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EU's Barnier-ESM could become banking resolution agency - report
October 9, 2013 / 6:50 AM / 4 years ago

EU's Barnier-ESM could become banking resolution agency - report

BERLIN, Oct 9 (Reuters) - European Union regulation commissioner Michel Barnier has suggested the European Commission could act as the bloc’s new banking resolution agency for a limited period only, later handing over the role to the European Stability Mechanism (ESM).

His comments, in an interview with German daily Handelsblatt published on Wednesday, signal the Commission could be willing to compromise in order to bring momentum to the stalled banking union project - which aims to establish a framework to deal with stressed European lenders and break the link between indebted countries and their banks.

“We could agree from the start that the Commission would only take on the task of banking resolution for a limited time and we would find another solution for the longer term,” said Barnier.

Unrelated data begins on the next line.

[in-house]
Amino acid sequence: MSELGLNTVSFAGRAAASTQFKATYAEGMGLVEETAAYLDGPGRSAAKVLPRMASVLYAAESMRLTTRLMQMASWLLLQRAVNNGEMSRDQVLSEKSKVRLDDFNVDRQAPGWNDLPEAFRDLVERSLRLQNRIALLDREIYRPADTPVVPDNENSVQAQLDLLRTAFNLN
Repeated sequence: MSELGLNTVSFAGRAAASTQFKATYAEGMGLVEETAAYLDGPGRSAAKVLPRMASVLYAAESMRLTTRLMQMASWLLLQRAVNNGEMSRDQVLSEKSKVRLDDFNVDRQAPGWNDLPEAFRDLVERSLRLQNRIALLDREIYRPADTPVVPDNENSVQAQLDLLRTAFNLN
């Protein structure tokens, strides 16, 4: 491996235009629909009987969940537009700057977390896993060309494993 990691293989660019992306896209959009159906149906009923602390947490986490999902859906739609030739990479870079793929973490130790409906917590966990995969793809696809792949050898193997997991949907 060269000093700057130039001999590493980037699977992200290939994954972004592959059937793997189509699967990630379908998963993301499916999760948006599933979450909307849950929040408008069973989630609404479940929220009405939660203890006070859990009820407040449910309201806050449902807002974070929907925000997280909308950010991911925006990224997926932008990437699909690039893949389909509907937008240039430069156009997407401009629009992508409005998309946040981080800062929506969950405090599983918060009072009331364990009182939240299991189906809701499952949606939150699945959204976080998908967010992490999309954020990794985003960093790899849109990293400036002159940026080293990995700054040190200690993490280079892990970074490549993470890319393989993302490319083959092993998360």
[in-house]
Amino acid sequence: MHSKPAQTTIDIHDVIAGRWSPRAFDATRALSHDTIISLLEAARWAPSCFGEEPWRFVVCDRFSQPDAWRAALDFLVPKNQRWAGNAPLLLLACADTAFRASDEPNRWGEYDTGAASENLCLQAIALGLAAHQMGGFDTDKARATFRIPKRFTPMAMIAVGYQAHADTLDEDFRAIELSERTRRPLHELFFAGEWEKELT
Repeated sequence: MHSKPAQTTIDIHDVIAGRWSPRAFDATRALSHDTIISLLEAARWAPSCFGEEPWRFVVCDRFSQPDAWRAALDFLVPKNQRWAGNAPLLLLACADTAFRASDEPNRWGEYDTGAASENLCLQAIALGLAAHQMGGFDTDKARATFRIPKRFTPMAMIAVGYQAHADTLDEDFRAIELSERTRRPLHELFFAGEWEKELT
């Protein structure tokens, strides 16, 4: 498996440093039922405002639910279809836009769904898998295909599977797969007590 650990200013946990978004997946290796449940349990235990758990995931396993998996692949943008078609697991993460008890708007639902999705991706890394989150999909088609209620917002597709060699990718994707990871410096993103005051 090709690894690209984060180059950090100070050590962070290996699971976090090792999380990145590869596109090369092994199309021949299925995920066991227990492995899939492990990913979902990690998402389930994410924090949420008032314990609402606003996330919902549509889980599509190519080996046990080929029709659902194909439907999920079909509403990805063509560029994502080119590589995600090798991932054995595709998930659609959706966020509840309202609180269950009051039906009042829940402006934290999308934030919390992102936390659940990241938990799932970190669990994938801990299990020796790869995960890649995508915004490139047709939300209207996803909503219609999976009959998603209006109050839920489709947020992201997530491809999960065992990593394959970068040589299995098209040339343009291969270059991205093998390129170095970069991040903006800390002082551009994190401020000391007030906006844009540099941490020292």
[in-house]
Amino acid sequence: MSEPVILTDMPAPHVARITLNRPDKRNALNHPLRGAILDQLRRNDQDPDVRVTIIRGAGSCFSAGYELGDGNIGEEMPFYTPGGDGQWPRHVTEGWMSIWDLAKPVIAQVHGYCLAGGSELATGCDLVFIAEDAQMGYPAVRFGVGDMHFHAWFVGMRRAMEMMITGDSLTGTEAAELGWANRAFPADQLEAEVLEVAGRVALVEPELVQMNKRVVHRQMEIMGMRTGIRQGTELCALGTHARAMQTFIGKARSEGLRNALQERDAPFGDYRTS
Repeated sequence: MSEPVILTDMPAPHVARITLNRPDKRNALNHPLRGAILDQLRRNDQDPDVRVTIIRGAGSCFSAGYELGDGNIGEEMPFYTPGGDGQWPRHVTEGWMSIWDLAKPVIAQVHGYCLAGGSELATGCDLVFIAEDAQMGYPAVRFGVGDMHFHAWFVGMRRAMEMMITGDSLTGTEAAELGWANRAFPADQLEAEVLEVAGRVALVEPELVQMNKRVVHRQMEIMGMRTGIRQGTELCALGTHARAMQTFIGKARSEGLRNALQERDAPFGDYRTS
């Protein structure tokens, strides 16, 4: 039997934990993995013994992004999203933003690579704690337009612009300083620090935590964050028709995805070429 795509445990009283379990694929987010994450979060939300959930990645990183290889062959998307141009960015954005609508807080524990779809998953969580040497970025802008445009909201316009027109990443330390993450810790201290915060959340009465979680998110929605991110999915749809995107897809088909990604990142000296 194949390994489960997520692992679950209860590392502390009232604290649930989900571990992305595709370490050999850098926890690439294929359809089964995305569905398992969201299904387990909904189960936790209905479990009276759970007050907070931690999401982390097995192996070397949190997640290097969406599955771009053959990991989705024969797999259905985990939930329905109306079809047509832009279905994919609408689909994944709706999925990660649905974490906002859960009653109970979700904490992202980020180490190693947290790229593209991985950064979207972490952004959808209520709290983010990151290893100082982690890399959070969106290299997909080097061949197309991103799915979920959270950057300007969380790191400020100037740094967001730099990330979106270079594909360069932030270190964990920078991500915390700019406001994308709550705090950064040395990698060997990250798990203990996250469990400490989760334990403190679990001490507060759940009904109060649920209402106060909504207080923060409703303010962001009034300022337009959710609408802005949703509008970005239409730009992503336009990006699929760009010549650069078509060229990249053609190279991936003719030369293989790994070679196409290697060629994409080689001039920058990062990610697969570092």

“The bailout fund, the European Stability Mechanism (ESM), could take over banking resolution as soon as it has become a European institution. But for that we would need to change the European Constitution,” he added.

Barnier dismissed a proposal, raised by German Finance Minister Wolfgang Schaeuble on Tuesday, that the planned banking resolution agency limit its remit to Europe’s largest systemically relevant banks in the same way as the European Central Bank’s new supervisory body.

“Small banks can also go bankrupt and in doing so rock the whole system... I don’t think much of the idea of leaving the resolution of smaller banks to national supervisory agencies. But it is true that we must find a compromise.”

European Union lawyers have raised concerns about banking union proposals, warning that EU law would only allow limited powers to be given to an agency to close or salvage troubled banks.

Setting up such a system raises an array of political and legal complications, including who should decide when an ailing bank must be closed and who pays the bill, an issue of particular concern to Germany, the euro zone’s largest economy.

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